Demands to censor library books and resources have increased by more than 8X since 2020, a rate of change revealed by data on library book challenges released by the American Library Association.  The ALA documented 1,269 demands to censor library resources in 2022, nearly doubling the 729 challenges in 2021, and over eight times the 156 challenges in 2020 (see "’Gender Queer’ Most Challenged in 2021").  The 2022 number was the highest since the ALA began tracking challenges over 20 years ago.  "Of those titles, the vast majority were written by or about members of the LGBTQIA+ community and people of color," the ALA said in its announcement.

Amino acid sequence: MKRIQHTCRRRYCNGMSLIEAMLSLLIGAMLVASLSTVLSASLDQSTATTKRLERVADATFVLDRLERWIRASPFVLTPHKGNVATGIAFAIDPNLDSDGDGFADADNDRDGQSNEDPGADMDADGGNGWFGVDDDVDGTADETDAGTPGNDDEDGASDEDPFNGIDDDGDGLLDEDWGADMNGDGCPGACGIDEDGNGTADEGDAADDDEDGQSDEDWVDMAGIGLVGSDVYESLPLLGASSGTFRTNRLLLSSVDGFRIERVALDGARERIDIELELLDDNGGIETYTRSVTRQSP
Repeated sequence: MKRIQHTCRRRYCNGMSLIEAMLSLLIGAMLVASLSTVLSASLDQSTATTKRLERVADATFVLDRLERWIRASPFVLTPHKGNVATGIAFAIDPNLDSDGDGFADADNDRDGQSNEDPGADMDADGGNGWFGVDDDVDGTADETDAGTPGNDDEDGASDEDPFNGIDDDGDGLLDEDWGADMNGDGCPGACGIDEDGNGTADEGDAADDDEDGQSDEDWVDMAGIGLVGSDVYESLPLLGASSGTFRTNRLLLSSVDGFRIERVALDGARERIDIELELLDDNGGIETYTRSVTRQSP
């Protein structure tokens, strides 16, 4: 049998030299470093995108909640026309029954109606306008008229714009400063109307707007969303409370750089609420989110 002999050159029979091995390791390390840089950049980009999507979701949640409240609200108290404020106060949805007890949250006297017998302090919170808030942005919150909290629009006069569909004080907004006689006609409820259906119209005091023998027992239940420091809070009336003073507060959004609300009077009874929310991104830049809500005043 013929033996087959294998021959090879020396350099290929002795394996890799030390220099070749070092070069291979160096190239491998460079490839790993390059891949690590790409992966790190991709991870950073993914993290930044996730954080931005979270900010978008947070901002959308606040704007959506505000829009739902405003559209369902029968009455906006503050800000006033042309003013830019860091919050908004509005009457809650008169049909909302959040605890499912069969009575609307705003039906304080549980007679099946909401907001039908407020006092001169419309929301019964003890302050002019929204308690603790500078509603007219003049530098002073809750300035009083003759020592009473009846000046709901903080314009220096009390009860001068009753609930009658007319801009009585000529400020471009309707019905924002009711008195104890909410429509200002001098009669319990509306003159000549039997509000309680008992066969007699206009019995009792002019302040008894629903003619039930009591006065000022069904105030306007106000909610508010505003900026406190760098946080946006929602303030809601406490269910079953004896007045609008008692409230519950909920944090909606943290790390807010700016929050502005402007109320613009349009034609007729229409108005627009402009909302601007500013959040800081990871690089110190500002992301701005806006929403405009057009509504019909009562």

"Overwhelmingly, we’re seeing these challenges come from organized censorship groups that target local library board meetings to demand removal of a long list of books they share on social media," Deborah Caldwell-Stone, director of ALA’s Office for Intellectual Freedom," said in a statement accompanying the announcement.  "Their aim is to suppress the voices of those traditionally excluded from our nation’s conversations, such as people in the LGBTQIA+ community or people of color.

Caldwell-Stone explained why that’s important to everyone.  "Each attempt to ban a book by one of these groups represents a direct attack on every person’s constitutionally protected right to freely choose what books to read and what ideas to explore," she said.  "The choice of what to read must be left to the reader or, in the case of children, to parents.  That choice does not belong to self-appointed book police."